The Unwritten #4

by Timothy Callahan, Columnist/Reviewer |

Story by
Mike Carey
Art by
Peter Gross
Colors by
Chris Chuckry, Jeanne McGee
Letters by
Todd Klein
Cover by
Yuko Shimizu
Publisher
Vertigo
Cover Price
$2.99 (USD)
Release Date
Aug 12th, 2009

Thu, August 13th, 2009 at 4:44PM (PDT)


In a series as metafictional as "Unwritten," in which the line between reality and fiction is blurred to a delightful extent, it's an added bonus to have Peter Gross providing the art work. Gross, best known for his contributions to Vertigo's "Books of Magic," may not be the most dynamic artist in the industry, but he's a fine storyteller who can shift to a more whimsical, storybook style when needed. And it's his very association with "Books of Magic" that matters here, as Tommy Taylor is nothing if not a Tim Hunter analogue by way of the very similar Harry Potter character you may have heard a bit about over the years.

It's like having E. H. Shepard draw the comic book version of a story about a real-life Christopher Robin struggling to figure out why these fictional characters keep invading his life.

Layer upon layer of metafiction.

Yet it's not just played as an intellectual game here -- Carey is using the mysterious boundary between life and fiction to tell a story of mystery and intrigue. And, in this issue: horror. Lots and lots of horror.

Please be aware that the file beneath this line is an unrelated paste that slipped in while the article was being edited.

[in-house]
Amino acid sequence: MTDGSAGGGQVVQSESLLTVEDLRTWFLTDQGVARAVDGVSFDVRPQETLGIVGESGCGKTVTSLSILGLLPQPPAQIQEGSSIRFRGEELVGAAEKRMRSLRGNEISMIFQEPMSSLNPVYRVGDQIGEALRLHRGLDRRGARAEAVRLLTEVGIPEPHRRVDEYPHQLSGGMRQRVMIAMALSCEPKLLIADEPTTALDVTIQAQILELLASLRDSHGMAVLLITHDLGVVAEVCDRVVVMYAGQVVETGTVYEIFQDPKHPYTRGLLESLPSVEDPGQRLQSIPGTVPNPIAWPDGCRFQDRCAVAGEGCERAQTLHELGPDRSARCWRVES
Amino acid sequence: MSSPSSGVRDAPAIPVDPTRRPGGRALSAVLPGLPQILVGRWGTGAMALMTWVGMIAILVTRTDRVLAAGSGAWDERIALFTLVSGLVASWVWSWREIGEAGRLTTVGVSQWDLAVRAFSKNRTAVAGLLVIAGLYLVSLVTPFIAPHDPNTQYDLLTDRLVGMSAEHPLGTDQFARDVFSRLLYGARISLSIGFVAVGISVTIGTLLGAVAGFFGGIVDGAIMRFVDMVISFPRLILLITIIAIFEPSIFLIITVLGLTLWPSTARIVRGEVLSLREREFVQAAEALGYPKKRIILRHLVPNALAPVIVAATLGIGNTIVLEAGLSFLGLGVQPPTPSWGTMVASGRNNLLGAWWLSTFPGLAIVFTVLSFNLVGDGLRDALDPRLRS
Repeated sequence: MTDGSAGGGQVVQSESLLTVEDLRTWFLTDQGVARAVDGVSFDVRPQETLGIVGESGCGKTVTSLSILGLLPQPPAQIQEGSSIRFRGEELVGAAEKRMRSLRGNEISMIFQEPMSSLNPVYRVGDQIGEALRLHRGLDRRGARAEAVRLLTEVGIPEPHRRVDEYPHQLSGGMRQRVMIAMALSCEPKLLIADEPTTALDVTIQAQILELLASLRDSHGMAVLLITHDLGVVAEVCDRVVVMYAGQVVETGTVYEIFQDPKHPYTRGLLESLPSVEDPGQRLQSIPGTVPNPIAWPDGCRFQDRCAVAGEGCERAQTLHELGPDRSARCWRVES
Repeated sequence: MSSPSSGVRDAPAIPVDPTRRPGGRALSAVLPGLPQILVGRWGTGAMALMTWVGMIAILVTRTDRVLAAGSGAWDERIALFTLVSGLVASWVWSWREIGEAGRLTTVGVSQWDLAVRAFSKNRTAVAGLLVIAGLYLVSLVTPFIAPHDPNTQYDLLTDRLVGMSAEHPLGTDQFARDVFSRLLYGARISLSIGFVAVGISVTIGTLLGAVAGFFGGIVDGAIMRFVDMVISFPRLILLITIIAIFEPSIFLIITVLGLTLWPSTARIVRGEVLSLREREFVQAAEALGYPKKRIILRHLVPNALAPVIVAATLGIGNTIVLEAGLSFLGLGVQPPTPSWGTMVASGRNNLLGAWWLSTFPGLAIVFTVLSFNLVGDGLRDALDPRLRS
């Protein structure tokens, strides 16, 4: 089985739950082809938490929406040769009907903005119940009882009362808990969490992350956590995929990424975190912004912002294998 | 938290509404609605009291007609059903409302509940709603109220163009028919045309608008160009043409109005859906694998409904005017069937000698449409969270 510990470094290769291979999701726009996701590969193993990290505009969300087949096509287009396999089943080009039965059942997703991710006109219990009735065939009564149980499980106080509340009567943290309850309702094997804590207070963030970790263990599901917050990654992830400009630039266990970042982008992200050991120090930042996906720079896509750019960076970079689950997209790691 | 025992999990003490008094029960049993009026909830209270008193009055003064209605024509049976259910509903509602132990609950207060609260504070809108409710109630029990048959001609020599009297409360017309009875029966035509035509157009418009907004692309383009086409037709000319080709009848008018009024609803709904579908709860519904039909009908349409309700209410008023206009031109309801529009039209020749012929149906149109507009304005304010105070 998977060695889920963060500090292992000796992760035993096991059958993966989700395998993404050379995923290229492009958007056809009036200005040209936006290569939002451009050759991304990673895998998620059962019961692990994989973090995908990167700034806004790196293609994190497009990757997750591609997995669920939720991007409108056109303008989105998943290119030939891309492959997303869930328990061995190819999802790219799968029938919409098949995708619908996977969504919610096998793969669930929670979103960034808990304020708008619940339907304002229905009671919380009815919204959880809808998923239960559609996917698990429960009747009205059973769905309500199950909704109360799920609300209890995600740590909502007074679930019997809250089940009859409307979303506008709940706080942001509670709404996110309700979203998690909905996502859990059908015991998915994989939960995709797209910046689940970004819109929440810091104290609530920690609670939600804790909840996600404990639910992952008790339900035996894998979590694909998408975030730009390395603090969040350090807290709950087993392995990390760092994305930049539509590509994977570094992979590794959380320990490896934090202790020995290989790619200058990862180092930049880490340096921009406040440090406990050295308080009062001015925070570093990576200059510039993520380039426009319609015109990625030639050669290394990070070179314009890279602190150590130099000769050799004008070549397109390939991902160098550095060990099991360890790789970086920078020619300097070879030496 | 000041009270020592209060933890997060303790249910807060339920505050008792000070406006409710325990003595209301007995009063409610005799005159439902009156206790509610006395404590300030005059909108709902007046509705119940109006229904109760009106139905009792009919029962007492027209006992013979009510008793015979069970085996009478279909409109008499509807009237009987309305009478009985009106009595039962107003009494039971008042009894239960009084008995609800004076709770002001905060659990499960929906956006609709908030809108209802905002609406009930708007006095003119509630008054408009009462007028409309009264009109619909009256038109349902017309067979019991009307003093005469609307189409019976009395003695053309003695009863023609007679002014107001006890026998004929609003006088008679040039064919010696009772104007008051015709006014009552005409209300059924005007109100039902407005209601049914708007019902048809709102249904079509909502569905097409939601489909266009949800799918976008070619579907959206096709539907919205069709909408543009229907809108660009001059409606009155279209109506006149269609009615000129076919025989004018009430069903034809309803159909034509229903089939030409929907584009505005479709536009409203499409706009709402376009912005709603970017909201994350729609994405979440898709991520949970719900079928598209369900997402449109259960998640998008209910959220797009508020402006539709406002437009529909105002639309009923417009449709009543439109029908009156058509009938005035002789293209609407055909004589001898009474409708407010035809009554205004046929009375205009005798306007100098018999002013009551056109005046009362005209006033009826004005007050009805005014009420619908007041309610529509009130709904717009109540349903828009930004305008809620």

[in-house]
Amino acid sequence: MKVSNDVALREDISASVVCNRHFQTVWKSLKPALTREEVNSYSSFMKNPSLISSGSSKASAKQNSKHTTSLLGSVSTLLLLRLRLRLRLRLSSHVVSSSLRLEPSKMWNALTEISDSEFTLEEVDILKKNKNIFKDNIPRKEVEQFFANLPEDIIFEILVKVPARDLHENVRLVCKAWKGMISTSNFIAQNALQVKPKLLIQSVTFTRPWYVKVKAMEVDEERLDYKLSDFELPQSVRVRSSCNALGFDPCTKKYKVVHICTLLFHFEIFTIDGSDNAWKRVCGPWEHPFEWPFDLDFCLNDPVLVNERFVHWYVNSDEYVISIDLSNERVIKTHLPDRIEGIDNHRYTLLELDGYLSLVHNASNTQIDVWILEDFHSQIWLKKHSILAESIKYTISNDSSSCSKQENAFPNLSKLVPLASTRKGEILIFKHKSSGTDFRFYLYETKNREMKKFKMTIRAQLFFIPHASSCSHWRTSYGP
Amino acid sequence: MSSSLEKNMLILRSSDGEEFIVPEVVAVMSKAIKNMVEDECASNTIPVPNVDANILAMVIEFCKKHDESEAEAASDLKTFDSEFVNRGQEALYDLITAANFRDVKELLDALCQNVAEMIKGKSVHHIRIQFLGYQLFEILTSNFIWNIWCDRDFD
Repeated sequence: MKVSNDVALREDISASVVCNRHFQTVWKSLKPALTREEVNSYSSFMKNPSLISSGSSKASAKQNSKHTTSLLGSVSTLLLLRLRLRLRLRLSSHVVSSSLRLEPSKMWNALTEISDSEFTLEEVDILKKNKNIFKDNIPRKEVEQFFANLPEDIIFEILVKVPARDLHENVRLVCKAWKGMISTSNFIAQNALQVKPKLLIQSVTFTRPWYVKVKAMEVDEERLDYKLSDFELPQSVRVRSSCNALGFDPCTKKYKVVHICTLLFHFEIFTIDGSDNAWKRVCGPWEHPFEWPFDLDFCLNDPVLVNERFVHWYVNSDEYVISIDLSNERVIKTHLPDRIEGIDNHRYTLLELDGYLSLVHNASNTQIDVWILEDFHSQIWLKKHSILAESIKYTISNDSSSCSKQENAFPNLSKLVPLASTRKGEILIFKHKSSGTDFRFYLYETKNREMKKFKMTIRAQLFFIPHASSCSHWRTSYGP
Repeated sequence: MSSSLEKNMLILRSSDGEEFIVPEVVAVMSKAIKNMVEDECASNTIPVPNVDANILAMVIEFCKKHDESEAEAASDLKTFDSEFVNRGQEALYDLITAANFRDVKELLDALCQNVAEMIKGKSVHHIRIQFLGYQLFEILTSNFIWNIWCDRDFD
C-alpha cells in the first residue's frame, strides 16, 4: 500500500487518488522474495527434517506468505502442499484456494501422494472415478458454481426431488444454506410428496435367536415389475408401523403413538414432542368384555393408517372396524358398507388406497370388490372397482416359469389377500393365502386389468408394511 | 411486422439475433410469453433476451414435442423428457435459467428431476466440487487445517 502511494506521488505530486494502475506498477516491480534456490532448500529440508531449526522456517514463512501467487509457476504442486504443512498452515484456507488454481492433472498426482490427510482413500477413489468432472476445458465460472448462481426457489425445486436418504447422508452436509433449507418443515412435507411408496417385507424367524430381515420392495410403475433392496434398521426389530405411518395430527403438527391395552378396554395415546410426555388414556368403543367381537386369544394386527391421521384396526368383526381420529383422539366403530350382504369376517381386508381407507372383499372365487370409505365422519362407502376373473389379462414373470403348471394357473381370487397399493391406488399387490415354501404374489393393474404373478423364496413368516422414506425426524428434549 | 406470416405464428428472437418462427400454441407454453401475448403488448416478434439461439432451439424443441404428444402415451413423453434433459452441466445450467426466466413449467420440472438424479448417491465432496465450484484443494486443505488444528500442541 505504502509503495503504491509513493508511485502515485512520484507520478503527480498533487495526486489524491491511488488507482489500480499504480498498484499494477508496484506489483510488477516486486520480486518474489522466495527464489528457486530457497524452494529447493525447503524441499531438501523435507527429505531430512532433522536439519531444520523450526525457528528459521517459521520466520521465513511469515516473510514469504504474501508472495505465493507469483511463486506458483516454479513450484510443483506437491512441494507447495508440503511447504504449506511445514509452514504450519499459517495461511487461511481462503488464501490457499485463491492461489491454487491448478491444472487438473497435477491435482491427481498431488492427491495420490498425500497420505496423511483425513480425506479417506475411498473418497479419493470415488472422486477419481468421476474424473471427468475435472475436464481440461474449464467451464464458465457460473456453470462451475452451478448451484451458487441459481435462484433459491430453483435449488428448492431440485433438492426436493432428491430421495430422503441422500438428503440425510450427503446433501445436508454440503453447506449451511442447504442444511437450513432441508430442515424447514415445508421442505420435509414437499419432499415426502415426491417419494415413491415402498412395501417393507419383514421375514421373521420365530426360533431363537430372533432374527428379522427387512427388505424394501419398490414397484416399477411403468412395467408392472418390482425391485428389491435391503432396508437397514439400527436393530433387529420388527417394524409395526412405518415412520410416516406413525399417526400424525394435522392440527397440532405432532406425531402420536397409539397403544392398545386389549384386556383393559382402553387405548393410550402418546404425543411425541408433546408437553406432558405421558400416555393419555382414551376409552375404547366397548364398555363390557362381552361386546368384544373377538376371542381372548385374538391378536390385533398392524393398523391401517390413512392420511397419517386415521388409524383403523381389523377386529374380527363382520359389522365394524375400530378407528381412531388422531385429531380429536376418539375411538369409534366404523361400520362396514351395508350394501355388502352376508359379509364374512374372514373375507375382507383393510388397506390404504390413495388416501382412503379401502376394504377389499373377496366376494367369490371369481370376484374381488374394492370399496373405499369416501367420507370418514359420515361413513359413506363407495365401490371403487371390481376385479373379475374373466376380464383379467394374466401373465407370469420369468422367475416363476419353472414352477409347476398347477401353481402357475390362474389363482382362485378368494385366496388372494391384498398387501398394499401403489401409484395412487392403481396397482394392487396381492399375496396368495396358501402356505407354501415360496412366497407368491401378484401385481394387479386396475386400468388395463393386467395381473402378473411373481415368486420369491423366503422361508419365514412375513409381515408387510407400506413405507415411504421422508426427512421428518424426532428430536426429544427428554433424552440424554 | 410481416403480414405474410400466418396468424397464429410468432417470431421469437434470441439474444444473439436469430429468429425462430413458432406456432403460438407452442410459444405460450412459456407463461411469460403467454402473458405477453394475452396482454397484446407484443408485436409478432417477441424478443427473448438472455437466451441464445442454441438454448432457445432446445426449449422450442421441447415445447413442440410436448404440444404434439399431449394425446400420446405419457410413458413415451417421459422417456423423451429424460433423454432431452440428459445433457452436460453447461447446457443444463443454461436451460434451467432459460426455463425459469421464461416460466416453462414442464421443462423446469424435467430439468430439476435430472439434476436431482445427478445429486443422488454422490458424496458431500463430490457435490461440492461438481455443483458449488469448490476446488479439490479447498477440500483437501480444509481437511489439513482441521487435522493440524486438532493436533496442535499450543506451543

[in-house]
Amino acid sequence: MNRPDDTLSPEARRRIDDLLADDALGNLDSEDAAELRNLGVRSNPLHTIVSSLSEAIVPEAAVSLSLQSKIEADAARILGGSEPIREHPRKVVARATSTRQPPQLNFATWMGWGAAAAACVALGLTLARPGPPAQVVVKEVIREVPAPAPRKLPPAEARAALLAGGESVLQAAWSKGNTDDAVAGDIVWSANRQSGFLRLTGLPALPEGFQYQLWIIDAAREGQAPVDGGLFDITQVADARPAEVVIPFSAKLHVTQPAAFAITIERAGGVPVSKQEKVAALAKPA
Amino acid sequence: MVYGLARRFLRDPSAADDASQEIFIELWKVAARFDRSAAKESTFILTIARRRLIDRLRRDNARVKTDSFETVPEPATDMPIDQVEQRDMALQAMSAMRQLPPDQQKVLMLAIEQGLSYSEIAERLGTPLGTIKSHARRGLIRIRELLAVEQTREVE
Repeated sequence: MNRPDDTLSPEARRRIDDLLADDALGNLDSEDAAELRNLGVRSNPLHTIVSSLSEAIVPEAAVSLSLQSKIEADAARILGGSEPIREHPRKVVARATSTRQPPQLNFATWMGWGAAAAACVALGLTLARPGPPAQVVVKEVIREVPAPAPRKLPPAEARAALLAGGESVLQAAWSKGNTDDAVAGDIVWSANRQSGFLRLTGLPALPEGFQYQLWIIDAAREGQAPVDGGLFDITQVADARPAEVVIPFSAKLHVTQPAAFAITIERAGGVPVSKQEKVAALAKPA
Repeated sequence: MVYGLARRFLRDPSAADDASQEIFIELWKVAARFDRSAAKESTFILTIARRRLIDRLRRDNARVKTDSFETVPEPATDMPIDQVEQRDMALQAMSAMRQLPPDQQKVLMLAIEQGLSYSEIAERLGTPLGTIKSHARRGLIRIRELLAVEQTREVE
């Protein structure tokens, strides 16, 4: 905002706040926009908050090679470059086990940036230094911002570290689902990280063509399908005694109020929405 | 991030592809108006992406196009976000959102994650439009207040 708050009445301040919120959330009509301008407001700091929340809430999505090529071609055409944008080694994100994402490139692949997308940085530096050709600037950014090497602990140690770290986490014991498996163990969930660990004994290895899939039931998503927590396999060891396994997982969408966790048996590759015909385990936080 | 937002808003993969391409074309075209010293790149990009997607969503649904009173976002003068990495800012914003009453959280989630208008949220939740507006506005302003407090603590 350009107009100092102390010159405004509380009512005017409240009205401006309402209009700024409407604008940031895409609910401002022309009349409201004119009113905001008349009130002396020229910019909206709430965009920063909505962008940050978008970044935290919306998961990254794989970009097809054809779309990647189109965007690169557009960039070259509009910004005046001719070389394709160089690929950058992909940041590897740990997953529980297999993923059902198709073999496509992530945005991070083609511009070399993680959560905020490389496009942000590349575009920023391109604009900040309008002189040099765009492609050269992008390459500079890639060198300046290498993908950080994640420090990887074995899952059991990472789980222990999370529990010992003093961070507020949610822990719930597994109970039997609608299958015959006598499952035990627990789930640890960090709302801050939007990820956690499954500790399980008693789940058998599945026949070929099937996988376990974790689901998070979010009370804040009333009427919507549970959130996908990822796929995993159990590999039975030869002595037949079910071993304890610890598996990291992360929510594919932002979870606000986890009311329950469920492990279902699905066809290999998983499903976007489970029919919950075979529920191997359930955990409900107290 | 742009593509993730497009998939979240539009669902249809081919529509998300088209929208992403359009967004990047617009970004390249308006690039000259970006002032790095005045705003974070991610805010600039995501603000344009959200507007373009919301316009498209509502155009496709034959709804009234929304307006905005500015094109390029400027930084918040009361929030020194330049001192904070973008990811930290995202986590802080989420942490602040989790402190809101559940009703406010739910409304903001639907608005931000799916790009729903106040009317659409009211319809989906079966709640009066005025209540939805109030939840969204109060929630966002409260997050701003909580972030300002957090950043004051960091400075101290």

The issue opens with a wand thrust into Ron Weasely's eye (sort of) which leads into a discussion of Tommy Taylor torture porn fan fic. And there's a slasher on the loose, slicing up victims with a scythe while taunting the victims with lines like, "You know what's really guiding you? Controlling you? Pushing you on?" He answers his own question: "genre conventions" as he walks away, blood dripping from the victim.

Sure, the same kind of gag was used in M. Night Shyamalan's "Lady in the Water," but this is tonally different from that film, and it's actually good.

Tommy has a face-to-face confrontation with the slasher in this issue, and it only deepens the mystery. And the position Tommy is left in by the final pages adds a whole new level to the conflict. Not only has his notion of reality become fundamentally unglued, but he's now in a situation that seems impossible to escape. Things look bad for this real and/or fictional character.

I don't want to get all hyperbolic and declare "Unwritten" to be the best new series of 2009. But it just might be the best new series of 2009. It's pretty darn good.

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